Stephen Hough explains his philosophy of life, and offers some advice to music students
I sometimes ask young students if they compose and they look at me with astonishment, but it’s a skill you can learn, and I encourage them to try. You might not be great, but everyone who can play a fugue from a score can write a fugue. Writing music is a wonderful release of ideas and it can make you think about the composers you’re playing in a different way. A lot of it is about overcoming the obstacles to confidence. The more you do something the easier it becomes.
I worry that young people have an idea of success that focuses on the wrong things. It starts at music college, where they’re already concerned about getting a manager and concerts. There’s no time for them to make mistakes, but that is so important. In order to make any contribution that has lasting value you have to experiment and take risks. Once you’re out on stage in the middle of a career you can’t do that as much.
Sometimes when a 16-year-old wins a competition, their teacher has gone over and over the music with them, forming a perfect, plastic performance. They might win the competition, but they are not being given time to develop their own personality. This is something I learnt from my teacher, Gordon Green: when we discussed competitions he said, ‘Forget about them. I’m interested in how you’re going to play in ten years’ time. You need to develop, mature, read and listen.’ It was such valuable advice. Some players in their mid-20s think they haven’t got much time before they are too old to enter competitions, but they should feel, ‘I’ve got 15 years and I want to learn all the Bach preludes and fugues.’ Don’t feel that you’ve reached the end of the road when you’re barely 20.
Classical music is not always something you understand instantly. To make great risotto you can’t just pour boiling water on rice. It has to marinate for the flavours to sink in. We need to make sure that we keep two things in mind. One is that classical music must be as accessible as possible for everyone, regardless of income or social background. On the other hand, I don’t think we should be selling it as being easy – ‘This won’t hurt you; you won’t be bored.’ Actually, you might be bored or uninterested the first time you hear something, because it takes time to expand your understanding, to develop your ear. But that’s what makes classical music so wonderful, because then it lasts your whole life. You can come back to great music again and again, and it becomes part of you and enriches you.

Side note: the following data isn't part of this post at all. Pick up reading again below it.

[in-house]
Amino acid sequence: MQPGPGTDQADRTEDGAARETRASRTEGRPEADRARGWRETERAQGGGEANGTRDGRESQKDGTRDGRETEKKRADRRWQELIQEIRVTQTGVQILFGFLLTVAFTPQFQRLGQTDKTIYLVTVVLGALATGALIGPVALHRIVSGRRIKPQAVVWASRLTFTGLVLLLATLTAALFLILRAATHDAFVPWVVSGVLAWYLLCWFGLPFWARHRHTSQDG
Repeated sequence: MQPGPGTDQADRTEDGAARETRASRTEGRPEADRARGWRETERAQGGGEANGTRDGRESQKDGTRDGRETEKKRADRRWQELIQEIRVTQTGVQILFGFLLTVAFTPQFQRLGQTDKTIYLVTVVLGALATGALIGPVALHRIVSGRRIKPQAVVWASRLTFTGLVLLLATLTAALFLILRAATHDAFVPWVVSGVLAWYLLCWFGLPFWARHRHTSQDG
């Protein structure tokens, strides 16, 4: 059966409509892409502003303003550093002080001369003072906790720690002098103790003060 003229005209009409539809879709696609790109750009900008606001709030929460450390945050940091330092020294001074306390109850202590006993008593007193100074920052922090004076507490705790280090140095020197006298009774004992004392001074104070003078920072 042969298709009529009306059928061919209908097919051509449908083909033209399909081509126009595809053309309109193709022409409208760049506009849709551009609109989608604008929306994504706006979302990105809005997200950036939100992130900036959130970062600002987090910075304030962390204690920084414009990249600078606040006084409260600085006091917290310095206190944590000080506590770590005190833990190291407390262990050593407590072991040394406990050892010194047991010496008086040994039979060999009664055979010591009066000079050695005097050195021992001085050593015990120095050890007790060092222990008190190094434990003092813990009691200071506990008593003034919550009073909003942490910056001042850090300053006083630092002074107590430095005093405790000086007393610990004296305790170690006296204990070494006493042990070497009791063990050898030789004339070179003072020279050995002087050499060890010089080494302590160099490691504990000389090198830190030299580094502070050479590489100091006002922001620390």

No one is still alive from when Beethoven’s symphonies were first performed, but they are still totally fresh. Perhaps there are different ways to present concerts. The two-hour format with 20-minute intermission is not the only way. We should consider the time at which we have concerts, how long they are, what the surroundings are like. Can we make a more interesting evening? Concerts take place too close to when most working people need to eat or be with their families. What about an hour-long concert, maybe starting at 7, after which people can go home?
We have to address how people pay for content, particularly recordings. Is it fair that you can go online and for no money get an article that was the fruit of two months of someone’s journalistic work? It’s lovely to hear something on Spotify and not pay a penny, but there were piano tuners, engineers, janitors involved in that recording. Everyone who made that record possible deserves to be paid. It’s not fair that we expect artists to give everything away and I hope at some point there will be a simple system of payment (it might only be 5 pence a click) by which we can give back what we’re taking.
If I had a motto it might be: ‘Everything matters; nothing matters’. There’s a chapter about this in my latest book, Rough Ideas. We should take care in whatever we do. Every encounter with every human being is important and can create good or bad vibrations. A check-out person goes home to their family in either a good or bad mood and that can affect their children, which can affect other children at school etc. But in the end, nothing matters. We can get worked up about a phrase in a piece, but in 500 years’ time it’s not going to matter if I put that crescendo in my Beethoven sonata a bar too early. If we can keep these two ideas in balance I think we have a chance to be mentally healthy and joyful.